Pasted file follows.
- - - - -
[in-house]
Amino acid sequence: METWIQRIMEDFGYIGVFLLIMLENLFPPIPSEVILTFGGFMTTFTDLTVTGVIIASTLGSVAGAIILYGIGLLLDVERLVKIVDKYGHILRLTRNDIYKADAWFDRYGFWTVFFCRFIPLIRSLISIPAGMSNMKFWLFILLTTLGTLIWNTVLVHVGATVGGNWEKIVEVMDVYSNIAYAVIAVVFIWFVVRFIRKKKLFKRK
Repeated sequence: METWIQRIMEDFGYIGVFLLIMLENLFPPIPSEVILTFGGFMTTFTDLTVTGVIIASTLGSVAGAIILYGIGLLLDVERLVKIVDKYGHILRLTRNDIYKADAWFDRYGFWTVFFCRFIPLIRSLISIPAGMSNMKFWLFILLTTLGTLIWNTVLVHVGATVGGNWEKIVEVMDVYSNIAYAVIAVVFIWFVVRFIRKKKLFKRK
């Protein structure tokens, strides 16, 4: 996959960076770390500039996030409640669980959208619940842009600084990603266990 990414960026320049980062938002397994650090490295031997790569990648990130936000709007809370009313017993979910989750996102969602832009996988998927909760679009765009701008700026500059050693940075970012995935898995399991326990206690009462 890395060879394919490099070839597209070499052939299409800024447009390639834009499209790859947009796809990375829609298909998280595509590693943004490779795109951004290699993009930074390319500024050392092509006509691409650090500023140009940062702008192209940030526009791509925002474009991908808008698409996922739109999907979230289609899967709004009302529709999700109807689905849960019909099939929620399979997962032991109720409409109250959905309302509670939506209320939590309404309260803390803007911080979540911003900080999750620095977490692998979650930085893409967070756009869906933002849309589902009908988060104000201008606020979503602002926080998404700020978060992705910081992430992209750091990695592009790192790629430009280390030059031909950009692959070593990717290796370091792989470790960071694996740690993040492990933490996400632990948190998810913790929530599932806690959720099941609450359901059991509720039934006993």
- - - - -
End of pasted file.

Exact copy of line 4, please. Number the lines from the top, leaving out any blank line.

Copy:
């Protein structure tokens, strides 16, 4: 996959960076770390500039996030409640669980959208619940842009600084990603266990 990414960026320049980062938002397994650090490295031997790569990648990130936000709007809370009313017993979910989750996102969602832009996988998927909760679009765009701008700026500059050693940075970012995935898995399991326990206690009462 890395060879394919490099070839597209070499052939299409800024447009390639834009499209790859947009796809990375829609298909998280595509590693943004490779795109951004290699993009930074390319500024050392092509006509691409650090500023140009940062702008192209940030526009791509925002474009991908808008698409996922739109999907979230289609899967709004009302529709999700109807689905849960019909099939929620399979997962032991109720409409109250959905309302509670939506209320939590309404309260803390803007911080979540911003900080999750620095977490692998979650930085893409967070756009869906933002849309589902009908988060104000201008606020979503602002926080998404700020978060992705910081992430992209750091990695592009790192790629430009280390030059031909950009692959070593990717290796370091792989470790960071694996740690993040492990933490996400632990948190998810913790929530599932806690959720099941609450359901059991509720039934006993």